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When the New York Titans became the New York Jets


Fifty-one years ago Tuesday, the New York Titans scrapped their old name and unveiled a new one: the Jets.

Club president / CEO Sonny Werblin made the call, with the positioning of home field Shea Stadium between Idlewild Airport and LaGuardia Airport one key element in the decision, according to the club. For the 1963 season, the Jets had an airplane emblazoned on their helmets before changing the look the next year.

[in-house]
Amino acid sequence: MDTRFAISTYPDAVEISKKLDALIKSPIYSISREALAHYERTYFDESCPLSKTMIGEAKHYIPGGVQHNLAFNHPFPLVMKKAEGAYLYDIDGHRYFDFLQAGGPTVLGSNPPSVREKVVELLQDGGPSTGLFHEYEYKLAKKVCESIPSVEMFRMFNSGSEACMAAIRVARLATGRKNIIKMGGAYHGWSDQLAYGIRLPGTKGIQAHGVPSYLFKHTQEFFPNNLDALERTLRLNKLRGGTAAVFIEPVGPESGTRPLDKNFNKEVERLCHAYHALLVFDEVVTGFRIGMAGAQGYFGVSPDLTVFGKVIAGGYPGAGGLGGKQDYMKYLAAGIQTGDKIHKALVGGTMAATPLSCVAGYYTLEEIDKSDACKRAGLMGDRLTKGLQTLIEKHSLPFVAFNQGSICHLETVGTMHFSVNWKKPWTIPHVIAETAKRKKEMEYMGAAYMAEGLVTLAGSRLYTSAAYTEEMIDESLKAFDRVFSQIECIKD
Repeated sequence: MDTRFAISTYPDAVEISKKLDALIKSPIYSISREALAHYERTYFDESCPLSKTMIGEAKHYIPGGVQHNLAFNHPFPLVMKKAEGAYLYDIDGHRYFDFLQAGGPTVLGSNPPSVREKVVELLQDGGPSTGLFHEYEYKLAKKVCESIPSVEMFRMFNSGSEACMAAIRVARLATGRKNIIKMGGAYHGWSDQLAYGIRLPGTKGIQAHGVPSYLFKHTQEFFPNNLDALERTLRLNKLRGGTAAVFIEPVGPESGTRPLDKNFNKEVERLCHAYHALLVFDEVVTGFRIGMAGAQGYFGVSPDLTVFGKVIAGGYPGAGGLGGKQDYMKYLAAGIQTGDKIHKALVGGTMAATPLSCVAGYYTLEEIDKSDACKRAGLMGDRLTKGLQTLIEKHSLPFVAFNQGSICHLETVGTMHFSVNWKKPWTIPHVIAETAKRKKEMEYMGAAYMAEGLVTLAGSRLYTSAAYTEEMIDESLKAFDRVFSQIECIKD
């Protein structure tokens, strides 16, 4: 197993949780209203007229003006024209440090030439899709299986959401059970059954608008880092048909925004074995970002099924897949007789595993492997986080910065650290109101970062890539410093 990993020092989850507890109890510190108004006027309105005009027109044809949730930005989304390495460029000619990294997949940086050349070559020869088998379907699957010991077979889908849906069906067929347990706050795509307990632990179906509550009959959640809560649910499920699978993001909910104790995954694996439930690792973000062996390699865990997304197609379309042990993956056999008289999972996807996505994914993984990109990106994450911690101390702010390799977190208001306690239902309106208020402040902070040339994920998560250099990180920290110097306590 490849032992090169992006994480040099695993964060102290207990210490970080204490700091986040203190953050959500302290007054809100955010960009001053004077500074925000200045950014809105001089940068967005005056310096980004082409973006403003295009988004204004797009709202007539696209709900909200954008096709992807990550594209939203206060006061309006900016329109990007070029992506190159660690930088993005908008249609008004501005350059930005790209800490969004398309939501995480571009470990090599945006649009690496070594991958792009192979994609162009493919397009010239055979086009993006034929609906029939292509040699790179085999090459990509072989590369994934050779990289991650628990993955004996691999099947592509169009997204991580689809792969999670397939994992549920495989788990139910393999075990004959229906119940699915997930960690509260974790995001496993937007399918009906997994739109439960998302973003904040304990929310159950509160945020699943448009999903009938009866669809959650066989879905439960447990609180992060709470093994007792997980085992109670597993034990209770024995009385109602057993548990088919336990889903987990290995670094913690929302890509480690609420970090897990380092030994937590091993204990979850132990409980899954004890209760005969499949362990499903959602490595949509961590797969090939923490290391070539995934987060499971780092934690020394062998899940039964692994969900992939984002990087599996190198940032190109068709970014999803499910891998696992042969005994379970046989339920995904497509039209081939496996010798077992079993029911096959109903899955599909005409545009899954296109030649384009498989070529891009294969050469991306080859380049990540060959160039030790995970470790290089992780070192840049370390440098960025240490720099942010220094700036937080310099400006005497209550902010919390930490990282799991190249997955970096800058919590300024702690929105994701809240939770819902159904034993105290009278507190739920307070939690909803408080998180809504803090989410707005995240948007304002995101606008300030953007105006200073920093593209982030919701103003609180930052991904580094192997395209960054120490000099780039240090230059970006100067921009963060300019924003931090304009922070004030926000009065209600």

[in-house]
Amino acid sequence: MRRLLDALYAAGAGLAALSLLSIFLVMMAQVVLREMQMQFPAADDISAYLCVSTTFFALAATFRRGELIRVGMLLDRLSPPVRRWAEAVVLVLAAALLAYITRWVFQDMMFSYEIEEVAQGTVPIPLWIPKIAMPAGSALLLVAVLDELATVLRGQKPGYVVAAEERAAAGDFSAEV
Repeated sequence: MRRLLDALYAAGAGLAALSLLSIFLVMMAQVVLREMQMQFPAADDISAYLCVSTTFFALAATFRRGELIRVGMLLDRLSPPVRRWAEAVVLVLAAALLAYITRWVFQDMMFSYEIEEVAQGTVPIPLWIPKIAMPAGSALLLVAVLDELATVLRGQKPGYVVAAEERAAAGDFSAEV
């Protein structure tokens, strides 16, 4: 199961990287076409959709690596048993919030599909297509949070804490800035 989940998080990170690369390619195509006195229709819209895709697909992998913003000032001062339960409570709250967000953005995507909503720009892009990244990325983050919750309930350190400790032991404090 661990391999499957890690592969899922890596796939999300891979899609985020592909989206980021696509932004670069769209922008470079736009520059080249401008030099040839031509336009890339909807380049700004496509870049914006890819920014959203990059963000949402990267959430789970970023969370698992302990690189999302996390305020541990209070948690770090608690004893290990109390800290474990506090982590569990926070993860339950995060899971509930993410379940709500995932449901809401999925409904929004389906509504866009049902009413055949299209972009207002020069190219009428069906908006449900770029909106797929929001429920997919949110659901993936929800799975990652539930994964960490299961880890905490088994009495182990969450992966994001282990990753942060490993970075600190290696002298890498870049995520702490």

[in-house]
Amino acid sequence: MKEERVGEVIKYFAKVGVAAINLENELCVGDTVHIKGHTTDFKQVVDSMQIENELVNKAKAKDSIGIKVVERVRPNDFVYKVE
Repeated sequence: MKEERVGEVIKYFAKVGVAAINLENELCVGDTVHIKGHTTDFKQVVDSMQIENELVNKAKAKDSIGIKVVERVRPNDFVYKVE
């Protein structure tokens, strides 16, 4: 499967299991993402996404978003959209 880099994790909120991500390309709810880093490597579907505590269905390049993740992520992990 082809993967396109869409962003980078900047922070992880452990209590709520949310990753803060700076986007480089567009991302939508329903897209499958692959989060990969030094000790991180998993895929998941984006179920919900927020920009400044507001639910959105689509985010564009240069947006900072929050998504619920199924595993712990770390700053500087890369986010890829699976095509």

And that wasn’t all for key franchise decisions made on April 15, 1963. The Jets hired their only Super Bowl-winning coach in their history, tabbing ex-Colts coach Weeb Ewbank as head coach and G.M.

About Ewbank: he led Baltimore to two NFL titles (1958, 1959), but he was replaced by Don Shula after a 7-7 season in 1962. However, Ewbank’s Jets would later get the best of Shula’s Colts in Super Bowl III, with the Jets pulling off a historic 16-7 upset in 1969.

Finally, about the “Jets” nickname: it has aged well, given air travel’s great importance. Moreover, the “J-E-T-S” chant does have a certain ring to it. Finally, is also the NFL’s shortest moniker — four characters, a distinction it shares with the Rams.

So if nothing else, the Jets are one of the NFL’s most Twitter-friendly teams.